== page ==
Joseph Alexander Ames (1816–1872) was an American artist, primarily known for portrait and genre painting. Originally named Joseph Emes, he was born in Roxbury, New Hampshire. Ames began painting at a young age. At the age of twelve Henry Theodore Tuckerman wrote about one of his paintings. After moderate success at home in Saugus, Massachusetts, he left for Boston in 1841. While in Boston, Ames tried to replicate the style of Washington Allston.
In 1848, Ames traveled to Rome, where he painted a portrait of Pope Pius IX that was featured at the National Academy of Design’s annual exhibition in 1850. When he returned from Italy he was commissioned by Rufus Choate, Daniel Webster, and Abraham Lincoln. He kept a studio in Boston in Amory Hall (ca.1849), and later on Tremont Street (ca.1856), and then on Summer Street. Ames exhibited at the Boston Athenæum, the National Academy of Design, and the Pennsylvania Academy. He eventually moved to Baltimore, and then to New York, where he died of a “brain fever.”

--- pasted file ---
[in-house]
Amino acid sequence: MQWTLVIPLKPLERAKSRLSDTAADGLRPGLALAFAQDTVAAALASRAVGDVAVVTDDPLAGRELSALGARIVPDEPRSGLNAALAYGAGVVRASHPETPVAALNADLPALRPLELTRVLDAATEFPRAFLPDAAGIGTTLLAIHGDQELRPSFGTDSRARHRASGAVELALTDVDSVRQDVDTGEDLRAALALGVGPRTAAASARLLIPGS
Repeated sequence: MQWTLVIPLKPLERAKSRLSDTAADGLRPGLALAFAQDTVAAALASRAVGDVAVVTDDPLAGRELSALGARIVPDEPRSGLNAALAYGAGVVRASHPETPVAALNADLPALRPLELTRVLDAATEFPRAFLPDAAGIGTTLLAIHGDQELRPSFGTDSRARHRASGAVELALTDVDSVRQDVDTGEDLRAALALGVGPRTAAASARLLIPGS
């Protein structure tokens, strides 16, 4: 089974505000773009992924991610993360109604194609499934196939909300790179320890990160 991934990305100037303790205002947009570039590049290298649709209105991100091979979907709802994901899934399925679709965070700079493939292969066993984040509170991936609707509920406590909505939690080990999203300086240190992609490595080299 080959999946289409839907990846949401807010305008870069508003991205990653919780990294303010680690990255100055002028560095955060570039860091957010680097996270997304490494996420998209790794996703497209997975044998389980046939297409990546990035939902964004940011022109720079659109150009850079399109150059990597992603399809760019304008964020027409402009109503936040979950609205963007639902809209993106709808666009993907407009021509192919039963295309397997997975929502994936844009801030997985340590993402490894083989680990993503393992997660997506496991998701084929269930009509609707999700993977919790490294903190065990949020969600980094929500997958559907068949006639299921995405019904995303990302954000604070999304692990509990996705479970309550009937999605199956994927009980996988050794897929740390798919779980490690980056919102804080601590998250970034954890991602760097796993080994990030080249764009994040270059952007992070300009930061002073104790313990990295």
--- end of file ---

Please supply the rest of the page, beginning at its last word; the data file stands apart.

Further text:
Ames was one of the founding Members of the Boston Art Club.